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ChE Seminar: Ultrafine Polymer Fibers: A Case Study in Process-Structure-Property Relationships


101 Churchill

March 2, 2018 11:45 am to 1:00 pm
March 2, 2018 11:45 am to 1:00 pm

Gregory Rutledge, PhD
Lammot du Pont Professor, Department of Chemical Engineering,
Massachusetts Institute of Technology (MIT)

“Ultrafine Polymer Fibers: A Case Study in Process-Structure-Property Relationships”

Host: Prof. Hicham Fenniri,


Ultrafine polymer fibers, with diameters less than one micron, constitute a diverse and exciting class of “1-D nanomaterials”, with a growing range of applications. These fibers can be produced from a wide range of organic materials and inorganic precursors, and typically have high specific surface areas, as a result of their nanometer-scale fiber diameters. They offer several potential benefits compared to conventional microfibers, most notably in applications such as composites, filters, tissue engineering and nanotechnology. Electrospinning technology provides a remarkably simple and inexpensive means to fabricate these materials for applications that take advantage of their unique qualities. In each application, the mechanical integrity of the electrospun material ultimately determines how it will perform under end-use conditions, which may include exposure to environmental contamination, thermal or mechanical cycling, or inter-laminar abrasion in fabricated devices. In this seminar, we will review the process by which fibers are formed in electrospinning, followed by examination of their structure and mechanical properties. We then introduce the fabrication of unusually stiff, strong and tough ultrafine polyethylene fibers by the process of “gel-electrospinning”. The resulting fibers are shown to exhibit stiffness and tenacity comparable to commercially available high performance fibers, but without the usual tradeoff in ductility that leads to reduced toughness.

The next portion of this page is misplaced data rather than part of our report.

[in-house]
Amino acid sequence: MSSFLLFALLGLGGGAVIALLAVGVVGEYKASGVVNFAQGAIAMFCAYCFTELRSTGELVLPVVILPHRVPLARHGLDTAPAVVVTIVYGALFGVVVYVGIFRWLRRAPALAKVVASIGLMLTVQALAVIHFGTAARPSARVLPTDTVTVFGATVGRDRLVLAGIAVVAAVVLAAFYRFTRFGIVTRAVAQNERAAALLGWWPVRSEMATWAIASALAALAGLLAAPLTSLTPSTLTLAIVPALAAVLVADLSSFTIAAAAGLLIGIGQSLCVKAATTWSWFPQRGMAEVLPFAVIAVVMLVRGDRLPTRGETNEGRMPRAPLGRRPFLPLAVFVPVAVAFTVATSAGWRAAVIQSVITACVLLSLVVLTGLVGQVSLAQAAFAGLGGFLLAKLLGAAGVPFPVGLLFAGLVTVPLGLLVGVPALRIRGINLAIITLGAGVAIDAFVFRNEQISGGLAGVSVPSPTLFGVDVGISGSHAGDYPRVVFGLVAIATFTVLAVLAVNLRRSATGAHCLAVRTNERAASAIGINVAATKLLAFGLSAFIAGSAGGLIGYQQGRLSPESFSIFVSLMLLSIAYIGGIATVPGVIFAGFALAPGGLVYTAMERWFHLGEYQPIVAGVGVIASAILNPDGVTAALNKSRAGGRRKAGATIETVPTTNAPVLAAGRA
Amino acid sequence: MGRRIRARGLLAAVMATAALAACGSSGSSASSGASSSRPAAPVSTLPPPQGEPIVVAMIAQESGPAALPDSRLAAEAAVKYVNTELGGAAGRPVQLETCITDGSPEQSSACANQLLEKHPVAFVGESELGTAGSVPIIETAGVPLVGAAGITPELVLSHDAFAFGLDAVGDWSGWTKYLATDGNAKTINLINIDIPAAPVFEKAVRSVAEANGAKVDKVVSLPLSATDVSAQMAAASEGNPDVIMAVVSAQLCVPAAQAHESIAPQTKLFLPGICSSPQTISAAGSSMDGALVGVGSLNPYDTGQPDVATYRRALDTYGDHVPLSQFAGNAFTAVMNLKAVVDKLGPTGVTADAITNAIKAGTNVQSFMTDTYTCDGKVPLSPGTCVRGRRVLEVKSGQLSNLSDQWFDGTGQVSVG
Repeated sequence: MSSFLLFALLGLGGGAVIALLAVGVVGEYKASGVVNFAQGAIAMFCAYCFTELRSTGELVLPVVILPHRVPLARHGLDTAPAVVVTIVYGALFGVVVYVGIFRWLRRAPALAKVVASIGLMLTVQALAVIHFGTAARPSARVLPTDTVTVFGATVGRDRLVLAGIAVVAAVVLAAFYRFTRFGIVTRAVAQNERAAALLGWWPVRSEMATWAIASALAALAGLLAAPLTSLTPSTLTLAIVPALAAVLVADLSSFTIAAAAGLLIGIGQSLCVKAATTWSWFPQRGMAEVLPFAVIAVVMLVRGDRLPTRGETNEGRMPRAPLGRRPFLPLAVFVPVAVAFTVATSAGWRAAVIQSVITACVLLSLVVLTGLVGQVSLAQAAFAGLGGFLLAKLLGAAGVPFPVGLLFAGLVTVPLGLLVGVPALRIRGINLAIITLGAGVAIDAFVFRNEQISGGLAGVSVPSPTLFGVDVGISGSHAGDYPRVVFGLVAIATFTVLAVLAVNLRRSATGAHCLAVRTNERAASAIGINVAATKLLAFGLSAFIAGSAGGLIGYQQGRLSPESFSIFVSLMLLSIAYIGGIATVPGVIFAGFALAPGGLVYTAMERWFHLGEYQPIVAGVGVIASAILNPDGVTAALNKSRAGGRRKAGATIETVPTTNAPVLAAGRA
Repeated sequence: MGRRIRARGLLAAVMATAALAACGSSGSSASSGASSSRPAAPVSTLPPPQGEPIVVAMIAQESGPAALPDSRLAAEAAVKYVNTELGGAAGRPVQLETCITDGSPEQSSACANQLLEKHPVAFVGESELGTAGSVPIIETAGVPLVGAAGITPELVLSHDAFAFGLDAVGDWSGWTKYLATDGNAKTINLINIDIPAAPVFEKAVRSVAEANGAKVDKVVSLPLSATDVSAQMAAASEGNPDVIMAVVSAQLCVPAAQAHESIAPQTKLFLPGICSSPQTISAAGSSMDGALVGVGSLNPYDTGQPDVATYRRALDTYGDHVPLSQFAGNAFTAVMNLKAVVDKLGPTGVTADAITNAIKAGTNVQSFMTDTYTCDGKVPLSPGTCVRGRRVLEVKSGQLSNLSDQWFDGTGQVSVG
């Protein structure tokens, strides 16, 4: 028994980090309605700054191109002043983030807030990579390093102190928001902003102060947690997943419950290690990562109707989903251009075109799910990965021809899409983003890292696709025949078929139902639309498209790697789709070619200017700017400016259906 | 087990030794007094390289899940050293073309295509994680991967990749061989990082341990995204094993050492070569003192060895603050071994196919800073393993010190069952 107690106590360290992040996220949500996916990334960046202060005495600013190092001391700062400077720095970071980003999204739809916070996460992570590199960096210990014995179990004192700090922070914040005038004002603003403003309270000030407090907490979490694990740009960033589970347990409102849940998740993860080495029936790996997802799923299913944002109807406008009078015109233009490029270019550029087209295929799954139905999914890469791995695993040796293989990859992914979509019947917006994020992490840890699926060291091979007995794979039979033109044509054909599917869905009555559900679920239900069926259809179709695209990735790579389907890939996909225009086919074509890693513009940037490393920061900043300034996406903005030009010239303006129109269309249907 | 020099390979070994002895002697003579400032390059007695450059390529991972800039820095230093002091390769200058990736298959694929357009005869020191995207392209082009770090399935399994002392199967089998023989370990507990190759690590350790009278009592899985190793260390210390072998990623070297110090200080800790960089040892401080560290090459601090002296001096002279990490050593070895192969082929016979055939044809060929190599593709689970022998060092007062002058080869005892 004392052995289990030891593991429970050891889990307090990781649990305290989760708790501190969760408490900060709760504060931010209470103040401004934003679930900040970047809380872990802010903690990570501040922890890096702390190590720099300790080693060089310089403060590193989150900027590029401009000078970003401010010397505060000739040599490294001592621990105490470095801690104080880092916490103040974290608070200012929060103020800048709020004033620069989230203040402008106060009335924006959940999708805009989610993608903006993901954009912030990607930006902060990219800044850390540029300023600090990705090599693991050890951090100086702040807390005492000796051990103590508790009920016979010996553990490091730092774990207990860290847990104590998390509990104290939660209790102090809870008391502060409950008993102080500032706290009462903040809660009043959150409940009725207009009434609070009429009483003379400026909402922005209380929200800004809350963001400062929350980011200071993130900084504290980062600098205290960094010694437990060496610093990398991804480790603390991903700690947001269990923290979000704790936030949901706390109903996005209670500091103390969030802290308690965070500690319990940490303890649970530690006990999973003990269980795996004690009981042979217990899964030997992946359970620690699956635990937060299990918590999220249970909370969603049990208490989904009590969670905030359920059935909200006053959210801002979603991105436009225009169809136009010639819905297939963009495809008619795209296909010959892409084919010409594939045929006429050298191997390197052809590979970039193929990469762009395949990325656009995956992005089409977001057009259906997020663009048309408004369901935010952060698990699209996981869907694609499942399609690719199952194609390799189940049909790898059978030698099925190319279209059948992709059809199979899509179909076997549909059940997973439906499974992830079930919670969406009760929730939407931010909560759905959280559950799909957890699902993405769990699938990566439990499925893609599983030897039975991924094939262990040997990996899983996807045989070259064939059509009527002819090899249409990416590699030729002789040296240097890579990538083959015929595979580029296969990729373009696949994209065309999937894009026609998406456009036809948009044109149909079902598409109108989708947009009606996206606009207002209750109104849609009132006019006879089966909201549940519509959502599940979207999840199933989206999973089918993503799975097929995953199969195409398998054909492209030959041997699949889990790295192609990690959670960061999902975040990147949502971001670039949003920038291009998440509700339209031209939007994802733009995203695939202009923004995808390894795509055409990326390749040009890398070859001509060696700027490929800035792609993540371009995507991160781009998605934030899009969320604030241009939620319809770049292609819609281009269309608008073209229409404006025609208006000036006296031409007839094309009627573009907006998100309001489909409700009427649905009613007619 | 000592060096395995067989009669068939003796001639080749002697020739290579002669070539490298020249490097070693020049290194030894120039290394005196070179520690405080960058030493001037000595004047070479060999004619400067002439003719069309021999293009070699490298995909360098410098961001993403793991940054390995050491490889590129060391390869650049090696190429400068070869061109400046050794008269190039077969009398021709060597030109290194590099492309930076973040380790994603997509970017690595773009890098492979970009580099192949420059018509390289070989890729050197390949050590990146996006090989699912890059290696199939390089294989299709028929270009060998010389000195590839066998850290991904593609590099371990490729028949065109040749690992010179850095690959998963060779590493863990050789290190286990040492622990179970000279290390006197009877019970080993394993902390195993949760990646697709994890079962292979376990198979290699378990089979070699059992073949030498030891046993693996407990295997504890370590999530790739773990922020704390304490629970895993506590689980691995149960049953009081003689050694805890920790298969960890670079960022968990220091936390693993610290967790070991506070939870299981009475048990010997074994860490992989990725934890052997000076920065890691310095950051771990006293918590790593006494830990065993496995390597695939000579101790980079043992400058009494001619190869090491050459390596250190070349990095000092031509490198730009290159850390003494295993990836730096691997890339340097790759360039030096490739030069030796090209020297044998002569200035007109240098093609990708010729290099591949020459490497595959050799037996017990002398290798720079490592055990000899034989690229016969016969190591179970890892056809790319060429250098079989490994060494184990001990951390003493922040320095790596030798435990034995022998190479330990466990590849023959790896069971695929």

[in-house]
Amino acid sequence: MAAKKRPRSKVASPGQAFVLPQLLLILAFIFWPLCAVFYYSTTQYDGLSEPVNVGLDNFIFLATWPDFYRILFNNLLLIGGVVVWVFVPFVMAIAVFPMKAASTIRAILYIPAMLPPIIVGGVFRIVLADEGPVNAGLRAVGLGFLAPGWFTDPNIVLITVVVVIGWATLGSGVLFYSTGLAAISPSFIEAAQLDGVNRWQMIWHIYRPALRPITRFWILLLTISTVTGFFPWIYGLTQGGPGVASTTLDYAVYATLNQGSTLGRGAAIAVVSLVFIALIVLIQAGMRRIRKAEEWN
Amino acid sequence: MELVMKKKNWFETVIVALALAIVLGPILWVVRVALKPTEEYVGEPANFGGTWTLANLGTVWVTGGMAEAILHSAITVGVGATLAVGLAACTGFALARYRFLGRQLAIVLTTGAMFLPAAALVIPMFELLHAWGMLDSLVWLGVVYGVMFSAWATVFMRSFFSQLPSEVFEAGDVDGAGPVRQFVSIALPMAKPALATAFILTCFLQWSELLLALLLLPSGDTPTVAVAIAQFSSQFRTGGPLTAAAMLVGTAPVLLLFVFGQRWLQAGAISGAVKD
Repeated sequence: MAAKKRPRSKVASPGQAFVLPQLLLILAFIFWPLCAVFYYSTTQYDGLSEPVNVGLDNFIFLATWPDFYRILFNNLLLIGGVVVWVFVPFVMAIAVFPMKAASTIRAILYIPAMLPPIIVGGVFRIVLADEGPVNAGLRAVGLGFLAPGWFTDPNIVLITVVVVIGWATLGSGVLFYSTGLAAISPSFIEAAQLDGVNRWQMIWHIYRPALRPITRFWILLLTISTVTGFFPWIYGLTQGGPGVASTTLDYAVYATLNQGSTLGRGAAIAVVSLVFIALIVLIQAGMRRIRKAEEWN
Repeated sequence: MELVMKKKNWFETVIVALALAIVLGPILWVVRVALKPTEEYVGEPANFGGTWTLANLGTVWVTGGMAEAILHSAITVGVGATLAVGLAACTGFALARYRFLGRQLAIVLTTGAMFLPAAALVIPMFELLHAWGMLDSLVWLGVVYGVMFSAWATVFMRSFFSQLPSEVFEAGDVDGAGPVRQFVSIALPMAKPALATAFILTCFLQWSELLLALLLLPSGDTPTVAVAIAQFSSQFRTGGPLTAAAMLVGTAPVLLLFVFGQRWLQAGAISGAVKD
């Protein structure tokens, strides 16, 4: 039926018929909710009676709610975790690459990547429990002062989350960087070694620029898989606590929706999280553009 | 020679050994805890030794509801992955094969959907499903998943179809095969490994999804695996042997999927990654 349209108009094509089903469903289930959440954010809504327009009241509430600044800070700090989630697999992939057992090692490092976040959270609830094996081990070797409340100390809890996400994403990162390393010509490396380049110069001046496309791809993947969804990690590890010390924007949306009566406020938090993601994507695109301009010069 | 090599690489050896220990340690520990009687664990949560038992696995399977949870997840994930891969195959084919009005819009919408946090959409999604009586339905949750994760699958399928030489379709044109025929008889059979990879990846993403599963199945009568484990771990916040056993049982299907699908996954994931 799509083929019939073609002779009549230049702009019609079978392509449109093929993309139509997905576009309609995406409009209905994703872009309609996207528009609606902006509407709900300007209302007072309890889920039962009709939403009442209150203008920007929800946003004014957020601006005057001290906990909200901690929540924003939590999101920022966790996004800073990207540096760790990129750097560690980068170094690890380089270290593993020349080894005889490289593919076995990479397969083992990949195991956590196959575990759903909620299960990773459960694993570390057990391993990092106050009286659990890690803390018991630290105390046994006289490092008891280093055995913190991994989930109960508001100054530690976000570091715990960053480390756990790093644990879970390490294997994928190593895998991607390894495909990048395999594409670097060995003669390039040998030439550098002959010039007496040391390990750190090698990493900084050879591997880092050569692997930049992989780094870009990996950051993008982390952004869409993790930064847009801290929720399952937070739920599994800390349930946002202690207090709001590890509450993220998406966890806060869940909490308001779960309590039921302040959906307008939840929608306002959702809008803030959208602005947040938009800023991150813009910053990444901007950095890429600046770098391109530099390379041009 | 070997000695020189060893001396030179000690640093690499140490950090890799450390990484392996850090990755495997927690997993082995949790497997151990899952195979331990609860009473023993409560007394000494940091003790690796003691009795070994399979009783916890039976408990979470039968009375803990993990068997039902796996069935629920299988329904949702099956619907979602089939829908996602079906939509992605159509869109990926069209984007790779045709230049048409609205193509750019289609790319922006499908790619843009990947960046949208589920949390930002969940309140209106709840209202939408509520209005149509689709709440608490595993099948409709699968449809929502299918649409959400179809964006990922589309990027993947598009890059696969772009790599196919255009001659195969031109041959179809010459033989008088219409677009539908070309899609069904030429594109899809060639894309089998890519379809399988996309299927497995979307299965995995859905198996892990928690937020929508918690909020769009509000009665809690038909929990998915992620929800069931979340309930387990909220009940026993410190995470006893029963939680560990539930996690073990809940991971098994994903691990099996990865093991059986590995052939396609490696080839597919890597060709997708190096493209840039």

Gregory C. Rutledge is the Lammot du Pont Professor in the Department of Chemical Engineering at the Massachusetts Institute of Technology (MIT) and the Lead PI for MIT in AFFOA, a Manufacturing Innovation Institute focused on functional fabrics. He served as Director of the Program in Polymer Science and Technology and as Executive Officer of the Department of Chemical Engineering at MIT. He is a Fellow of the American Institute of Chemical Engineers, the American Physical Society, and the Polymer Materials Science and Engineering (PMSE) Division of the American Chemical Society, and he is a recipient of The Founders Award of the Fiber Society. Prof. Rutledge’s research on molecular engineering of soft matter focuses on the relationships between processing, structure and properties of engineered polymers, using statistical mechanics and knowledge of their chemistry and molecular level architecture. His expertise includes both computations and experiments. Prof. Rutledge is an editor for the Journal of Materials Science and serves on several editorial boards.

Refreshments will be served.